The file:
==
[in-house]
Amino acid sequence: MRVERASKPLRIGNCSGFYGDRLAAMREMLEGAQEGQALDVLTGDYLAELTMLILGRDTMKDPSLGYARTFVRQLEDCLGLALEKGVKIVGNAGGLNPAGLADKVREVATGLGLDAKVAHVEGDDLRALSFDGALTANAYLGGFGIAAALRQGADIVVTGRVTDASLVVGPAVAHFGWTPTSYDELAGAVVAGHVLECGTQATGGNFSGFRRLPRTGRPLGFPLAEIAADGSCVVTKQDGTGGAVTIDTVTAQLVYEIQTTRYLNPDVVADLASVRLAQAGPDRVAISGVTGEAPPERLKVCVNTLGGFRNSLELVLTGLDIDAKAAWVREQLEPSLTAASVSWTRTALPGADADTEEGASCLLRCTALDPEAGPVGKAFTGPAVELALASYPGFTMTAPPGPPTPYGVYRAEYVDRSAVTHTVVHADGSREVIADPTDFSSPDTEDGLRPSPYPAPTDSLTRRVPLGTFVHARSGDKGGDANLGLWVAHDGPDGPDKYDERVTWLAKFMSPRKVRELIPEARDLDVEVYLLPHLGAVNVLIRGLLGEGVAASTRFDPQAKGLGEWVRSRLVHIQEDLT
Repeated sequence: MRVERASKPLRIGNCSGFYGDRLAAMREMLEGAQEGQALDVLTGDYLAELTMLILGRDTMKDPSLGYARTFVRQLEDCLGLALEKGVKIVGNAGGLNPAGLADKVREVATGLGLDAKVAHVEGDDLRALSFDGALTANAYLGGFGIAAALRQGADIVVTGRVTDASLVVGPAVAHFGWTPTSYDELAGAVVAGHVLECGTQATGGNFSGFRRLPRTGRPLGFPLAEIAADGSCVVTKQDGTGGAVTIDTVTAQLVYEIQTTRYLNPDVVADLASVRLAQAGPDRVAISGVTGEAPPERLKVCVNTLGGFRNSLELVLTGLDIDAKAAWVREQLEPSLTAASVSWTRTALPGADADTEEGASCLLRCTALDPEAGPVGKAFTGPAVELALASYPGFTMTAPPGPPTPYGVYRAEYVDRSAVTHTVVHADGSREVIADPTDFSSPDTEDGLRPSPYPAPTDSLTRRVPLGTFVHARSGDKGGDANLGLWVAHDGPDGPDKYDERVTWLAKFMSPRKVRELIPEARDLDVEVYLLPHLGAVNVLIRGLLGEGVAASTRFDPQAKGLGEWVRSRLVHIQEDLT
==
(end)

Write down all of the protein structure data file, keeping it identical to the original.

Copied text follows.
[in-house]
Amino acid sequence: MRVERASKPLRIGNCSGFYGDRLAAMREMLEGAQEGQALDVLTGDYLAELTMLILGRDTMKDPSLGYARTFVRQLEDCLGLALEKGVKIVGNAGGLNPAGLADKVREVATGLGLDAKVAHVEGDDLRALSFDGALTANAYLGGFGIAAALRQGADIVVTGRVTDASLVVGPAVAHFGWTPTSYDELAGAVVAGHVLECGTQATGGNFSGFRRLPRTGRPLGFPLAEIAADGSCVVTKQDGTGGAVTIDTVTAQLVYEIQTTRYLNPDVVADLASVRLAQAGPDRVAISGVTGEAPPERLKVCVNTLGGFRNSLELVLTGLDIDAKAAWVREQLEPSLTAASVSWTRTALPGADADTEEGASCLLRCTALDPEAGPVGKAFTGPAVELALASYPGFTMTAPPGPPTPYGVYRAEYVDRSAVTHTVVHADGSREVIADPTDFSSPDTEDGLRPSPYPAPTDSLTRRVPLGTFVHARSGDKGGDANLGLWVAHDGPDGPDKYDERVTWLAKFMSPRKVRELIPEARDLDVEVYLLPHLGAVNVLIRGLLGEGVAASTRFDPQAKGLGEWVRSRLVHIQEDLT
Repeated sequence: MRVERASKPLRIGNCSGFYGDRLAAMREMLEGAQEGQALDVLTGDYLAELTMLILGRDTMKDPSLGYARTFVRQLEDCLGLALEKGVKIVGNAGGLNPAGLADKVREVATGLGLDAKVAHVEGDDLRALSFDGALTANAYLGGFGIAAALRQGADIVVTGRVTDASLVVGPAVAHFGWTPTSYDELAGAVVAGHVLECGTQATGGNFSGFRRLPRTGRPLGFPLAEIAADGSCVVTKQDGTGGAVTIDTVTAQLVYEIQTTRYLNPDVVADLASVRLAQAGPDRVAISGVTGEAPPERLKVCVNTLGGFRNSLELVLTGLDIDAKAAWVREQLEPSLTAASVSWTRTALPGADADTEEGASCLLRCTALDPEAGPVGKAFTGPAVELALASYPGFTMTAPPGPPTPYGVYRAEYVDRSAVTHTVVHADGSREVIADPTDFSSPDTEDGLRPSPYPAPTDSLTRRVPLGTFVHARSGDKGGDANLGLWVAHDGPDGPDKYDERVTWLAKFMSPRKVRELIPEARDLDVEVYLLPHLGAVNVLIRGLLGEGVAASTRFDPQAKGLGEWVRSRLVHIQEDLT